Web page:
For non-REIT hospitality investors, a Transaction Price Segregation (TPS) performed for the closing of your deal provides you with maximum tax benefits in the form of:
Florida House Bill 281 requires a petitioner before the Value Adjustment Board (VAB) who challenges the assessed value of a property to pay at least 75% of the ad valorem taxes by April 1 of each tax year. Failure to do so will result in the withdrawal of the pending VAB petition, with the taxpayer, appraiser and the department of the decision of the board receiving notice by April 20. The new Bill will be applied to petitions filed for the 2011 tax year.
New property tax exemptions that were passed by voters in an effort to spur job growth in several Florida counties last year have gotten off to a slow start. According to Tampa Bay Online, the adopting counties of Hillsborough, Charlotte and Martin have not tapped into the property tax breaks while Sarasota County has granted the property tax exemptions for four manufacturing companies. Economic development officials across the adopting counties are still high on the program and chalk its lack of success up to the weak economy.
With the rise of foreclosures and few comparable properties, the traditional factors of a commercial property's real worth have been decimated, causing increasing difficulty for appraisers to supply values. According to the StarTribune, fewer sales and far more distressed properties have skewed the market, rendering it much harder to come up with a value that's acceptable to the buyer, seller and lender. Values tend to and have been reflecting the changes in the market, especially one this extreme.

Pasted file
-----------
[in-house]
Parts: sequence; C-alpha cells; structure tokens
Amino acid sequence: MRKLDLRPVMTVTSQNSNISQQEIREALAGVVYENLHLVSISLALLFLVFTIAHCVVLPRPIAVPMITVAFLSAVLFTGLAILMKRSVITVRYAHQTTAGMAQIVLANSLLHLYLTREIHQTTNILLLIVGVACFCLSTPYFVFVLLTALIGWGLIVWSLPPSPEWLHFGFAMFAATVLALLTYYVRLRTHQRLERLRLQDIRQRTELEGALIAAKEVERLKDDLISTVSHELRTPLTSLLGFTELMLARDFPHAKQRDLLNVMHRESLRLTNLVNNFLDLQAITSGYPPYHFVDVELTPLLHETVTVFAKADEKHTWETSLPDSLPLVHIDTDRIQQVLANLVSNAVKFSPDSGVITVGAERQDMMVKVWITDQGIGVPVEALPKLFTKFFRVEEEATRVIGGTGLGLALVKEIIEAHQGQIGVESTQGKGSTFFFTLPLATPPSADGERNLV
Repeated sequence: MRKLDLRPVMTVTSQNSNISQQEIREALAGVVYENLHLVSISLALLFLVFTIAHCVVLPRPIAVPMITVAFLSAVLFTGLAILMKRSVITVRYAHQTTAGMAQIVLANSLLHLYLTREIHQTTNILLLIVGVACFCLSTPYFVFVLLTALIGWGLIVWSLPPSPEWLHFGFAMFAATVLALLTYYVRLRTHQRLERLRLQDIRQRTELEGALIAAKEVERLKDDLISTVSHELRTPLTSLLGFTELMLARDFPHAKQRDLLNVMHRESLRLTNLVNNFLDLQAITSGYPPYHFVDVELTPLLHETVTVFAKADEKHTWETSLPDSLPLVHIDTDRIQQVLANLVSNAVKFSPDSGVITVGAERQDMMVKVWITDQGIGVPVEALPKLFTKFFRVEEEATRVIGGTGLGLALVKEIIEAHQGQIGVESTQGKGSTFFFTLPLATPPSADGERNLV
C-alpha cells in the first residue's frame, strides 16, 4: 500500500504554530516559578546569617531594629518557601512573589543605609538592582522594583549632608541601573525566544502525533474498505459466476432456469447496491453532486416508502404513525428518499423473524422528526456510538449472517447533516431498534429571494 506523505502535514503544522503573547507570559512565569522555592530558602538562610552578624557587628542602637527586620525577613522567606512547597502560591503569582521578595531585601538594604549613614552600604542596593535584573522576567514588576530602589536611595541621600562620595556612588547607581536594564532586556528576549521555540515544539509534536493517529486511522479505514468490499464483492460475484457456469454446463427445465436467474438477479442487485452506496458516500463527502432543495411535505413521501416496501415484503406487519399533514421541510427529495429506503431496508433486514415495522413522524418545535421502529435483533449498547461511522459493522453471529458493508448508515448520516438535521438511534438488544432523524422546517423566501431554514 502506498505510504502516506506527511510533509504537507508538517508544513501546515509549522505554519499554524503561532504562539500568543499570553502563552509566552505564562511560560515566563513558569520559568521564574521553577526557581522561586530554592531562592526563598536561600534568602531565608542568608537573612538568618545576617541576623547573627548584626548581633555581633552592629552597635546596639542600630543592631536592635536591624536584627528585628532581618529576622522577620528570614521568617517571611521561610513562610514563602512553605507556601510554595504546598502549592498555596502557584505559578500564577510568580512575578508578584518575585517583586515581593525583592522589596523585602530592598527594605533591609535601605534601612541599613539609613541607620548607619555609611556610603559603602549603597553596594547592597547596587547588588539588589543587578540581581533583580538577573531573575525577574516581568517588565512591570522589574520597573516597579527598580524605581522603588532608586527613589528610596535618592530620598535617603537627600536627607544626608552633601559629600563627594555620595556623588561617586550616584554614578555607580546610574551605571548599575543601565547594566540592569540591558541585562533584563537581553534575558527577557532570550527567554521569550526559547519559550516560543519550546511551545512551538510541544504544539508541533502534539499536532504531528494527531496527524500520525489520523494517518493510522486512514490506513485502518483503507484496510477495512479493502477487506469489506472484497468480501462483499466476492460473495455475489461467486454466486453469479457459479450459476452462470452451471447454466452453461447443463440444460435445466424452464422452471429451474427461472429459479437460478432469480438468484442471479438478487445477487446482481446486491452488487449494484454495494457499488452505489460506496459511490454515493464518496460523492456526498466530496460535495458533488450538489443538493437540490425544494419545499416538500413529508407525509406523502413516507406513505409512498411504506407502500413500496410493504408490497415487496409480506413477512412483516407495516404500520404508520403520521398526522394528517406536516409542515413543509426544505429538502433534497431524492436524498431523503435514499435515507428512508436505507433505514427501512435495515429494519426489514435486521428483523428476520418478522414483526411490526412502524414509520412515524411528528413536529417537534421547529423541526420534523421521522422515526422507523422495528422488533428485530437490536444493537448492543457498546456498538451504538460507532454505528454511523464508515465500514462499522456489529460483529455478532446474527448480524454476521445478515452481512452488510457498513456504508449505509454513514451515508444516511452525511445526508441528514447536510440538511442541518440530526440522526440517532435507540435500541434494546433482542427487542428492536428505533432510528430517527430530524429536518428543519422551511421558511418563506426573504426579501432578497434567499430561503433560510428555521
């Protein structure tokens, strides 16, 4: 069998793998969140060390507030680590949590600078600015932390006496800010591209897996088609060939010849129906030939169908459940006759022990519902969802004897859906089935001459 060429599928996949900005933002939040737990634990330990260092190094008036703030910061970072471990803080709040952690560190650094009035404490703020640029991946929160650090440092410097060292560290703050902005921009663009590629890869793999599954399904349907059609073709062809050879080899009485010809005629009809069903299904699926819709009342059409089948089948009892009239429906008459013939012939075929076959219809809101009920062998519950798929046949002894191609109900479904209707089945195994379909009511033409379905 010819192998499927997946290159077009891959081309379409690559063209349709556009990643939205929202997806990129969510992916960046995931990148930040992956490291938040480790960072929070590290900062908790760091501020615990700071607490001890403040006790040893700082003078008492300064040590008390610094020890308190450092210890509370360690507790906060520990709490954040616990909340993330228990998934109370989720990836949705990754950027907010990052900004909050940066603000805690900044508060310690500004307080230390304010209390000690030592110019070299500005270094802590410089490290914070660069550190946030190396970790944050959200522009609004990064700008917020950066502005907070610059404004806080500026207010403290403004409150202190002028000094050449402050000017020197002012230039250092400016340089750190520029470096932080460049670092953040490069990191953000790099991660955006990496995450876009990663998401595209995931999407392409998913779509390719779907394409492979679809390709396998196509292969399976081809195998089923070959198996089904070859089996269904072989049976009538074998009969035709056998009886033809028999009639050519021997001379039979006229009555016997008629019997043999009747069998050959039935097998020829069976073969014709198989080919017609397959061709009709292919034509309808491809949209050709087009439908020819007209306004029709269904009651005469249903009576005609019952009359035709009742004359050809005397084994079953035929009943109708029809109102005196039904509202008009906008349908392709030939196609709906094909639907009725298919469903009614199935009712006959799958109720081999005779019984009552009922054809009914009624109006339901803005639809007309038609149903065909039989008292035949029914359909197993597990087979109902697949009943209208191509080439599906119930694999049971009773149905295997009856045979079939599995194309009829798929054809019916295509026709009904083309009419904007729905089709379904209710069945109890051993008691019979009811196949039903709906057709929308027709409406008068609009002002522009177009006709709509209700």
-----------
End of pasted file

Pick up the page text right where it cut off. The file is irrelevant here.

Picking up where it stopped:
Those construction workers that were able to survive the slowdown of commercial real estate development in recent years are now finding their profits squeezed by rapidly rising costs. According to the National Real Estate Investor, the supply in commercial real estate caused by the lack of development has made contractors so hungry for work that they are continuing to promise to deliver jobs for almost no increase in price, in spite of their having to pay more for materials. This creates a dangerous situation for contractors who have already cut their margins to a minimum, or in some cases negative territory.
According to analysis conducted by PKF Hospitality Research, if oil prices reach $150+ a barrel, the recovery the U.S. hotel market is currently enjoying could come to a severe halt. Research found that when oil prices increase beyond normal levels ($125+ per barrel), individual business and consumer spending power is reduced, which in turn has a negative multiplier effect throughout the economy in general and the lodging industry specifically.